A missing aspect of the available studies is how well the basic income achieves its goal as envisioned by Parijs; increasing personal freedom and autonomy. Further research needs to be done on the overall impact of the UBI on the community. What impact does it have on civic participation? Does it enable more residents collaborating to start business ventures? Additionally, future interventions need to be larger in scope to determine the impacts on a larger community; a major city or small state instituting and committing to a UBI program would present an ideal scale for a more ambitious program.
Economic and wealth inequality have, over the last few decades, have grown exponentially. A Universal Basic Income has been suggested by people on both the left and the right as a potential intervention. Though examples are few and data is limited, the examples we do have show that a UBI is successful in raising families out of poverty, improving health and education outcomes, lower criminality rates, and allowing families to better plan their finances. The UBI has also shown no indication of leading to increased consumption of drugs or alcohol, especially in the days and weeks following issuing the annual payment, nor has it led to a decrease in labor participation or the dissolution of families.
Despite these successes in limited and specific instances, challenges remain. Funding remains a concern, and decisions over how the UBI is funded will ultimately pay a major role in the efficacy of the system. If the UBI is funded through deficit spending – that is, predistributing resources at the beginning of a budget year to inject new resources into the economy – then the economic benefits will be felt throughout the entire economy. If the UBI is funded solely through raising taxes or through reallocating current spending, both of which are redistributive policies pulling from existing wealth, it will not lead to economic growth (and may ultimately be contractionary).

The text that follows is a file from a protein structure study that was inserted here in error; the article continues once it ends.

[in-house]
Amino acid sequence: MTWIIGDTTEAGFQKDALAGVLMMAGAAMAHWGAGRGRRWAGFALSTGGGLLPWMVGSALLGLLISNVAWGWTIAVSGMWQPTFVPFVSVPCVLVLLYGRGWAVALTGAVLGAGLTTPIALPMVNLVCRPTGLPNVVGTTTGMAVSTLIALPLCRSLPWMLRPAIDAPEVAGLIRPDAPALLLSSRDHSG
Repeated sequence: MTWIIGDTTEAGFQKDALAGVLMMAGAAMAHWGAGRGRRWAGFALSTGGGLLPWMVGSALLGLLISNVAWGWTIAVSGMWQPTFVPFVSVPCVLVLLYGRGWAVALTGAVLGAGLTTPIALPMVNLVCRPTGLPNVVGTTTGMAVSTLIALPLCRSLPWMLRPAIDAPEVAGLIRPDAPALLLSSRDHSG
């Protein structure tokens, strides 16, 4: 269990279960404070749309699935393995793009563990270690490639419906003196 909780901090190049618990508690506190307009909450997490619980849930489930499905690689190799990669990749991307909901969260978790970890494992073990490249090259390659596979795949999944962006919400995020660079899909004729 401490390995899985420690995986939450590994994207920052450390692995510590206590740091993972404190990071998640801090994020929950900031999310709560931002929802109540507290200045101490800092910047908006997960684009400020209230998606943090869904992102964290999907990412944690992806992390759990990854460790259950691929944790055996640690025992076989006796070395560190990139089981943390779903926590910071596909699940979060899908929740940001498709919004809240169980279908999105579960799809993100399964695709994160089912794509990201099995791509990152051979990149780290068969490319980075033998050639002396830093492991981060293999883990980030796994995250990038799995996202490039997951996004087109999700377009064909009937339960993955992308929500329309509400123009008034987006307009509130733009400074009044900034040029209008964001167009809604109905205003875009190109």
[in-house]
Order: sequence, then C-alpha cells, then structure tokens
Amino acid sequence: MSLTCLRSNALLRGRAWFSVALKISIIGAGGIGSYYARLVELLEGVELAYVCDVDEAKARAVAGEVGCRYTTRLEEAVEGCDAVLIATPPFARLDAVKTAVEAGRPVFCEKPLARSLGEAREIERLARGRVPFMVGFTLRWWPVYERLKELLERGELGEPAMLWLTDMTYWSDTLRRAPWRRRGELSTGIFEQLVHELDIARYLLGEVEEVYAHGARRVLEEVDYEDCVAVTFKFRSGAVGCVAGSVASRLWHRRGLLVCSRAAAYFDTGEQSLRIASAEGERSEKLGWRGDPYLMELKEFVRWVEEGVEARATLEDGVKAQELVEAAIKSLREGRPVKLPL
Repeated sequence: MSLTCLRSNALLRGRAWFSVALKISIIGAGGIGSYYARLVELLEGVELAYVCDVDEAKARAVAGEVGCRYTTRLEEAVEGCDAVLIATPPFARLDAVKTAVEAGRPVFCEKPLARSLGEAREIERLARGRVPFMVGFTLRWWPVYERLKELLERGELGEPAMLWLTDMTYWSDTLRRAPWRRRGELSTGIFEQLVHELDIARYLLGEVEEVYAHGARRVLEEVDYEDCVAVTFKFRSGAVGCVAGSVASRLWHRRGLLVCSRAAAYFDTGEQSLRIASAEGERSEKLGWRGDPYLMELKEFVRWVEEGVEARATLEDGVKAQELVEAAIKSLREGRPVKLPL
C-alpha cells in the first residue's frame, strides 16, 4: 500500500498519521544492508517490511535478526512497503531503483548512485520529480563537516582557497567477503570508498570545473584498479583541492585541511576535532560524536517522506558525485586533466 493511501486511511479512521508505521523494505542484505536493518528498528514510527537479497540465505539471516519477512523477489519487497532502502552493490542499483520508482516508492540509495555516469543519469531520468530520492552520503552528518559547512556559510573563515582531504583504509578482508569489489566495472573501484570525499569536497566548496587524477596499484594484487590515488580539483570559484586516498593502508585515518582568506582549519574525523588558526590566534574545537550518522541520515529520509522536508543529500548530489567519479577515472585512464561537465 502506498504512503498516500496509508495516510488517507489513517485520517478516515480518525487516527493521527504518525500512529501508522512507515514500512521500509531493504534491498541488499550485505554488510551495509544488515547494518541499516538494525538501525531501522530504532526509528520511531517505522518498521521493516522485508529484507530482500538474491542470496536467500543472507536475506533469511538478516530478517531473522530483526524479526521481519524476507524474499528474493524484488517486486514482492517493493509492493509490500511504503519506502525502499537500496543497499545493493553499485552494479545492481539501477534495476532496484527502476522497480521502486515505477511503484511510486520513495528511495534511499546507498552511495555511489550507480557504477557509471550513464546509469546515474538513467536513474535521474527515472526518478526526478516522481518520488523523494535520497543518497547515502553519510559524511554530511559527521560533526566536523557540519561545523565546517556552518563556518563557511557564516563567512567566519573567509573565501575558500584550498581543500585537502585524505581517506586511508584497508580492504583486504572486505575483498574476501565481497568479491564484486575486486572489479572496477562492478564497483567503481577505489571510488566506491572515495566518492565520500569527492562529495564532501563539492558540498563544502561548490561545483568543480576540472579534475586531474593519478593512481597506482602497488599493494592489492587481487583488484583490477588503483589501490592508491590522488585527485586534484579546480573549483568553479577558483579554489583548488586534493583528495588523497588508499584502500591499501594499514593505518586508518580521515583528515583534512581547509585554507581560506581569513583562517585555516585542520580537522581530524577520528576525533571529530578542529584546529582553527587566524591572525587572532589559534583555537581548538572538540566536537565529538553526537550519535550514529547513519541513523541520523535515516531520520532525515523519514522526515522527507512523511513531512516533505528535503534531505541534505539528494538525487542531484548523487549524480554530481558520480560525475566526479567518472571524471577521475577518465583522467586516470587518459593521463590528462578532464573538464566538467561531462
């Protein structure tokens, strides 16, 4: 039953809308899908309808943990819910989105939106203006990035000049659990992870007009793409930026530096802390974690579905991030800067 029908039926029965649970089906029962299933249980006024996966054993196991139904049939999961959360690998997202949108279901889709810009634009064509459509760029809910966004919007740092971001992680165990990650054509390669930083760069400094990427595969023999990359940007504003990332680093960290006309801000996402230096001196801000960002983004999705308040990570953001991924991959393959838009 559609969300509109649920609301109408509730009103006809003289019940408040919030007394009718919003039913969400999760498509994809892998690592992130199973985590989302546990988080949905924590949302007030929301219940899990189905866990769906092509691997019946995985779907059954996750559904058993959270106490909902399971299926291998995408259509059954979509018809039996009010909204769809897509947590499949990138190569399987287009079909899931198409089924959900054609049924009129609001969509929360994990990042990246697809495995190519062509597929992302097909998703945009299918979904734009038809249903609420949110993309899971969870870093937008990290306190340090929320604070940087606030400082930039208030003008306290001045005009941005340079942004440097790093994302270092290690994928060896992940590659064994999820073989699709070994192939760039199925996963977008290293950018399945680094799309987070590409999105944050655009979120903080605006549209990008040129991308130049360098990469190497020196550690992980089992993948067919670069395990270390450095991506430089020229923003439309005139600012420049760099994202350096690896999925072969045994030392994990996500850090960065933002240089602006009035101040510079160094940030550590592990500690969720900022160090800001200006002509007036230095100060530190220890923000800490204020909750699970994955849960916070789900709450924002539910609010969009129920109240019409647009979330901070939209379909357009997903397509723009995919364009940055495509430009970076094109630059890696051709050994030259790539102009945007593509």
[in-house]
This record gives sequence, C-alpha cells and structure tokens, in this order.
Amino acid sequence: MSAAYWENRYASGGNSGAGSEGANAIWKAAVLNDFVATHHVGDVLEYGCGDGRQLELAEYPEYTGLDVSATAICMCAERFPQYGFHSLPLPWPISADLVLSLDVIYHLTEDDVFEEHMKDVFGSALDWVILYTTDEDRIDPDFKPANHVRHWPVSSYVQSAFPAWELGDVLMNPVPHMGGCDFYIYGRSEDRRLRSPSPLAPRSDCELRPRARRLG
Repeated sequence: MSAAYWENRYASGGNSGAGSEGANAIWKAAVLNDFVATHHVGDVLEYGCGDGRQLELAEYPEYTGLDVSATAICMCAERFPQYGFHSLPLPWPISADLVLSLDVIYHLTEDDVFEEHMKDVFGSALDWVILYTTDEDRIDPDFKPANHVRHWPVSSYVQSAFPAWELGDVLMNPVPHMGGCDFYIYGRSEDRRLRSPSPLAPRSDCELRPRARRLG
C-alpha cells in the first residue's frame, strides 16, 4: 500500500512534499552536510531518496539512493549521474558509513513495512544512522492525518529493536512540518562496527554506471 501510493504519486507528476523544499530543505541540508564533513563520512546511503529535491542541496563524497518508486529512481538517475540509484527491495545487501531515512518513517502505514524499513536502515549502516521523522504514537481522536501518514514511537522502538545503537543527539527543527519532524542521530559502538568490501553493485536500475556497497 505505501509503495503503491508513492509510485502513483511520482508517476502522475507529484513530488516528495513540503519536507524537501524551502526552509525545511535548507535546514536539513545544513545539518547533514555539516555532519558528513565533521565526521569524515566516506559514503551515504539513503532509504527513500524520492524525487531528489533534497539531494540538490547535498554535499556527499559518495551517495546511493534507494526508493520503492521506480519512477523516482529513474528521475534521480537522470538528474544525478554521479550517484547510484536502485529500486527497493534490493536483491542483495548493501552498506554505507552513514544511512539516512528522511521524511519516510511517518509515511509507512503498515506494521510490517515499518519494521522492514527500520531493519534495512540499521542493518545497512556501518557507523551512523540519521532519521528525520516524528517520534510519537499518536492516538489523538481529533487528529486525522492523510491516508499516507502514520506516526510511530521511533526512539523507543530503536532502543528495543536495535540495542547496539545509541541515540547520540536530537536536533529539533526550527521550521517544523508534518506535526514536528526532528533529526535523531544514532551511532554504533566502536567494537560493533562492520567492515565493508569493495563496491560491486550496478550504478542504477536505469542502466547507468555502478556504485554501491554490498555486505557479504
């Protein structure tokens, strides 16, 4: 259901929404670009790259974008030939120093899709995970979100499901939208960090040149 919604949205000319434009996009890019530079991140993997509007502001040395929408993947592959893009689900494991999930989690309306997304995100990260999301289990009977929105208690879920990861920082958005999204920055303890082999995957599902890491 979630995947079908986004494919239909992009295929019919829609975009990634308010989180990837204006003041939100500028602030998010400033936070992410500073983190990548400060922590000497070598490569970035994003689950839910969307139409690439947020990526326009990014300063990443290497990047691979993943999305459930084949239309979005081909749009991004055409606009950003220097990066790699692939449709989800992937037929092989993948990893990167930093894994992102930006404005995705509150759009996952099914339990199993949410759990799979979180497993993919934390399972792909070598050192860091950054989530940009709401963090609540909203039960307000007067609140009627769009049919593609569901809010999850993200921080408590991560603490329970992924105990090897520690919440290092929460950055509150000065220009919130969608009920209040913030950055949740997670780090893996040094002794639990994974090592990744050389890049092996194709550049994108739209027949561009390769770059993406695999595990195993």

Even with the correct funding mechanisms to encourage overall economic growth, the long-term impacts are hard to measure. Ideally, the UBI will be an aspect of the social safety net, and there would be other initiatives such as Medicare for All, a Jobs Guarantee, or an infrastructure greening program that will address similar individual and community issues. If the UBI is enacted as one of several economic reforms, they can work in conjunction with each other to improve wellbeing. However, the threat of the UBI as a tool of the ruling class to enforce workplace discipline is real, and given its popularity with eugenicists and Silicon Valley executives with a history of exploitive labor practices, it is not impossible to see a future where their vision of a UBI is what the US gets.
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Berman, M. (2018). Resource rents, universal basic income, and poverty among Alaska’s Indigenous peoples. World Development, 106, 161–172. https://doi.org/10.1016/j.worlddev.2018.01.014